I'm going to take the bait and go down the rabbit trail of personal philosophy a bit. In my view, there are two types of people in the world: rule-followers and rule-breakers. Art is a complex mixture of both following and breaking rules. Too much rule breaking and you just have a child banging at the keyboard or smearing a paintbrush across a canvas. Too much rule following and you might as well listen to a MIDI or take a photograph.

Clayton -


Yes, the golden mean is always the best....
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#1268156 - 09/14/09 03:40 PM Re: Interpretation [Re: ChopinAddict]
sotto voce Offline
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If (1) there were only two types of people—rule-breakers and rule-followers, and (2) art were "a complex mixture of both following and breaking rules," then there would be no artists; no one would be qualified.

Steven
_________________________

"There are two means of refuge from the miseries of life: music and cats."
—Albert Schweitzer

Chopin: Allegro de Concert Op. 46
Schumann: Toccata Op. 7
Fauré: Ballade Op. 19

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#1268162 - 09/14/09 03:48 PM Re: Interpretation [Re: sotto voce]
Nyiregyhazi Offline
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Originally Posted By: sotto voce
An overbearing desire to demonstrate that one has personality and individual will are more symptoms of a disordered personality. Some people are legends in their own minds—so special that rules and orders just don't apply to them. That's for the little people, the unwashed masses, the self-styled purists, the pedants.

Steven


And how about those who sincerely believe that they are in a position to best represent the composer's intentions and who frown upon others for doing the composer a disservice- after all they know the composer's 'correct' style as well as anyone? When you compare that to somebody who simply wishes to play a piece as they feel like doing it, I think it's the performer who sincerely believes that he can channel a composer's spirit who is guilty of both delusion and arrogance. I can scarcely think of anything more arrogant than a performer who behaves this way. It's about as 'humble' as claiming to be a prophet who speaks on behalf on god.
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#1268191 - 09/14/09 04:20 PM Re: Interpretation [Re: Nyiregyhazi]
sotto voce Offline
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Q.E.D.
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"There are two means of refuge from the miseries of life: music and cats."
—Albert Schweitzer

Chopin: Allegro de Concert Op. 46
Schumann: Toccata Op. 7
Fauré: Ballade Op. 19

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#1268701 - 09/15/09 12:35 PM Re: Interpretation [Re: sotto voce]
Nyiregyhazi Offline
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Originally Posted By: sotto voce
Q.E.D.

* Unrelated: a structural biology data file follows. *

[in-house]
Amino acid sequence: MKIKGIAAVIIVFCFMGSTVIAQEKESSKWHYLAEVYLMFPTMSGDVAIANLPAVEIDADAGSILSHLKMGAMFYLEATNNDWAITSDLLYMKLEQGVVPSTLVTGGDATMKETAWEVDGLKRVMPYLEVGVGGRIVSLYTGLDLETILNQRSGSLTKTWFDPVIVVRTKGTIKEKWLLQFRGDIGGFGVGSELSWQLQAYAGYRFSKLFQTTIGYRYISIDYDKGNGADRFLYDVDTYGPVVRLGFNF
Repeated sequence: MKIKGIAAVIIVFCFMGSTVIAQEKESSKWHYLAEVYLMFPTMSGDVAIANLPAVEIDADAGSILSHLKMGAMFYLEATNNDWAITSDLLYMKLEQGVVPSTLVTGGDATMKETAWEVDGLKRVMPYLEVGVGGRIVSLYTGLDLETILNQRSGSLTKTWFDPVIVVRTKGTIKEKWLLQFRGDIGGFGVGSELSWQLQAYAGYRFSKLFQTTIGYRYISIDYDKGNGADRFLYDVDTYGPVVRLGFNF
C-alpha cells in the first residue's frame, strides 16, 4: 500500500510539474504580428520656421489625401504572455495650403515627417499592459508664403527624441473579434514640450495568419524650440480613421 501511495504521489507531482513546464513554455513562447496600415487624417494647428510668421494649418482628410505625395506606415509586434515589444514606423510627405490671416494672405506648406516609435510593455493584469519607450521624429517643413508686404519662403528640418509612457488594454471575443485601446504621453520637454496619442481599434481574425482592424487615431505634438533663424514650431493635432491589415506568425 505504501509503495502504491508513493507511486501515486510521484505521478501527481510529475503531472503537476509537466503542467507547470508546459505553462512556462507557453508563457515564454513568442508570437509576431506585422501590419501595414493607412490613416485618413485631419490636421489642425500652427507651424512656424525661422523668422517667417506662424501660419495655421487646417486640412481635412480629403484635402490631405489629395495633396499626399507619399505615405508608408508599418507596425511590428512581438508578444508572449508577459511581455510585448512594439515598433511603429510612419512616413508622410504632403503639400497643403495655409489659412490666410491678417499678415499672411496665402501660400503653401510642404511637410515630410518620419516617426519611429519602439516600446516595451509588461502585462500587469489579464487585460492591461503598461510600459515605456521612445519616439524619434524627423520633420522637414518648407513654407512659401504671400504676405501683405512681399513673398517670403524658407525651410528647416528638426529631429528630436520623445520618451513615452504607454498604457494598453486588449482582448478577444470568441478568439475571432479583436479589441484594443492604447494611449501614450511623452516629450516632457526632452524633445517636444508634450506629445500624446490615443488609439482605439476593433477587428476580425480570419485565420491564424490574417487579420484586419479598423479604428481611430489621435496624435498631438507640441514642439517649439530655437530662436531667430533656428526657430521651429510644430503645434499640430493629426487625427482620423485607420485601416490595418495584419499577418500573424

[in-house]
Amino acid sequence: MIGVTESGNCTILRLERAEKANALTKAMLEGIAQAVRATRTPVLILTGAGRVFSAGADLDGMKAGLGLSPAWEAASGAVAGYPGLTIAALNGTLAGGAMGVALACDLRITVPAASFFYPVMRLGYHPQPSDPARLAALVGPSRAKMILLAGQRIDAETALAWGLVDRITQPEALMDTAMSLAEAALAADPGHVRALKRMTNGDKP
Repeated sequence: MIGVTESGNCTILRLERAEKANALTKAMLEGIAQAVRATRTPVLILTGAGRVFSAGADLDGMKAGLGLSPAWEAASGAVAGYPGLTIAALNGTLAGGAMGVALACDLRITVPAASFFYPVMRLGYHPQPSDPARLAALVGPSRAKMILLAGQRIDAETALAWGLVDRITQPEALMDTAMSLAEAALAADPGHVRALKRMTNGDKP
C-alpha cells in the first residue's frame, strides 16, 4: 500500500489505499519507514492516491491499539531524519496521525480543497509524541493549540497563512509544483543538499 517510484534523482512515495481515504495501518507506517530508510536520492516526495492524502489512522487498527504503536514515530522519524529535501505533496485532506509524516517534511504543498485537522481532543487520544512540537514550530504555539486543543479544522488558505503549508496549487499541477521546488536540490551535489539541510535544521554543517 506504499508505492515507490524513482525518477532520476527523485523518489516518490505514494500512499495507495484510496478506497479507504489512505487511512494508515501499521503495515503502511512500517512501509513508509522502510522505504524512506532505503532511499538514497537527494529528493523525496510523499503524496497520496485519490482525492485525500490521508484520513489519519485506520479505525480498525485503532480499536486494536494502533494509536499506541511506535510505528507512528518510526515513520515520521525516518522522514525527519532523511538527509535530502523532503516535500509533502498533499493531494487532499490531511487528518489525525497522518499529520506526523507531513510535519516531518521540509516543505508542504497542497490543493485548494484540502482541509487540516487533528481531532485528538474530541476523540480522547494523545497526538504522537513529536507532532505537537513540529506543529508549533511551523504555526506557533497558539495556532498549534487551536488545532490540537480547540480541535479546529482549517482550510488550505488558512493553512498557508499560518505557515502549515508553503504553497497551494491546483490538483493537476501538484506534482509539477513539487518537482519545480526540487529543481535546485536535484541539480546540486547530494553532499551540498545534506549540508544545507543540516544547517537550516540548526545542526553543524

?
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#1268717 - 09/15/09 01:00 PM Re: Interpretation [Re: Nyiregyhazi]
Horowitzian Offline
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Don't tell me you don't know what Q.E.D. means. laugh
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#1268748 - 09/15/09 02:14 PM Re: Interpretation [Re: Nyiregyhazi]
Clayton Offline
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Originally Posted By: Nyiregyhazi
Originally Posted By: sotto voce
An overbearing desire to demonstrate that one has personality and individual will are more symptoms of a disordered personality. Some people are legends in their own minds—so special that rules and orders just don't apply to them. That's for the little people, the unwashed masses, the self-styled purists, the pedants.

Steven


And how about those who sincerely believe that they are in a position to best represent the composer's intentions and who frown upon others for doing the composer a disservice- after all they know the composer's 'correct' style as well as anyone? When you compare that to somebody who simply wishes to play a piece as they feel like doing it, I think it's the performer who sincerely believes that he can channel a composer's spirit who is guilty of both delusion and arrogance. I can scarcely think of anything more arrogant than a performer who behaves this way. It's about as 'humble' as claiming to be a prophet who speaks on behalf on god.


Especially when you take into account the fact that we don't even play the same instruments that most composers wrote for. Today's modern grand piano is a far cry from Chopin's Pleyel or Beethoven's piano. We don't even use the same temperament that Bach did. Someone posted a thread a while back about a music student who has recreated as closely as possible the actual tunings used by Bach and tuned a harpsichord according to that temperament. If you want to get all "historical", now that is historical. To me, historical re-enactment of music is its own genre which few people have the resources, knowledge or dedication to attempt. Performance is not about recreating the composer's "intent", whatever that means. I think of the composer more like a scientist of music who has discovered a beautiful theorem and written it down for all to enjoy. A good scientific theorem is never proven to be "false" (e.g. Newton's laws are not false, just not the most accurate description we have of the physical world), but it is never the last word either. It is always open to be further enhanced by new and better insights. Music is like this - always open to be enhanced by new and better insights.

Clayton -
_________________________
My listening obsessions:
Kurt Atterberg - Piano Concerto in Bb
Claude Debussy - Cello Sonata
Johannes Brahms - Intermezzo Op. 118 No. 2

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#1268753 - 09/15/09 02:30 PM Re: Interpretation [Re: Clayton]
sotto voce Offline